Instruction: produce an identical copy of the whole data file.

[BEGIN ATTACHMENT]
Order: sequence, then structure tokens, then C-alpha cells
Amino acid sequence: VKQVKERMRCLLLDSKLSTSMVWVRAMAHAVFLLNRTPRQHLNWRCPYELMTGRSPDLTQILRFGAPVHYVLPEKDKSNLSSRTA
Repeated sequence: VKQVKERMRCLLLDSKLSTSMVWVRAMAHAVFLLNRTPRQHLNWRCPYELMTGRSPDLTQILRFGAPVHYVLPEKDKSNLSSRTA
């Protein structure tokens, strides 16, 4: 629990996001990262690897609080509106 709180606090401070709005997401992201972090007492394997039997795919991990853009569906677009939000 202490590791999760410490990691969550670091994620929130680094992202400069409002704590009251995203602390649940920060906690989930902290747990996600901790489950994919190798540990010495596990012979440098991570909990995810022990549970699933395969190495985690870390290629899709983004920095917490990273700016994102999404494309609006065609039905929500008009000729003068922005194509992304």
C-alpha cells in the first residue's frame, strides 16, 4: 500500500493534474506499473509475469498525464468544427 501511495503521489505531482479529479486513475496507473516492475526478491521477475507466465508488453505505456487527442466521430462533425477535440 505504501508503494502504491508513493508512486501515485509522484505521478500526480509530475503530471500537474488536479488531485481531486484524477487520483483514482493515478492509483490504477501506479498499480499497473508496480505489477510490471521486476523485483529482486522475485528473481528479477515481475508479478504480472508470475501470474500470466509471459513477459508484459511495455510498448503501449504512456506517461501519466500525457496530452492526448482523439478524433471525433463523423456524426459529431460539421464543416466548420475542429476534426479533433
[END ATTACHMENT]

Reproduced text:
Order: sequence, then structure tokens, then C-alpha cells
Amino acid sequence: VKQVKERMRCLLLDSKLSTSMVWVRAMAHAVFLLNRTPRQHLNWRCPYELMTGRSPDLTQILRFGAPVHYVLPEKDKSNLSSRTA
Repeated sequence: VKQVKERMRCLLLDSKLSTSMVWVRAMAHAVFLLNRTPRQHLNWRCPYELMTGRSPDLTQILRFGAPVHYVLPEKDKSNLSSRTA
């Protein structure tokens, strides 16, 4: 629990996001990262690897609080509106 709180606090401070709005997401992201972090007492394997039997795919991990853009569906677009939000 202490590791999760410490990691969550670091994620929130680094992202400069409002704590009251995203602390649940920060906690989930902290747990996600901790489950994919190798540990010495596990012979440098991570909990995810022990549970699933395969190495985690870390290629899709983004920095917490990273700016994102999404494309609006065609039905929500008009000729003068922005194509992304």
C-alpha cells in the first residue's frame, strides 16, 4: 500500500493534474506499473509475469498525464468544427 501511495503521489505531482479529479486513475496507473516492475526478491521477475507466465508488453505505456487527442466521430462533425477535440 505504501508503494502504491508513493508512486501515485509522484505521478500526480509530475503530471500537474488536479488531485481531486484524477487520483483514482493515478492509483490504477501506479498499480499497473508496480505489477510490471521486476523485483529482486522475485528473481528479477515481475508479478504480472508470475501470474500470466509471459513477459508484459511495455510498448503501449504512456506517461501519466500525457496530452492526448482523439478524433471525433463523423456524426459529431460539421464543416466548420475542429476534426479533433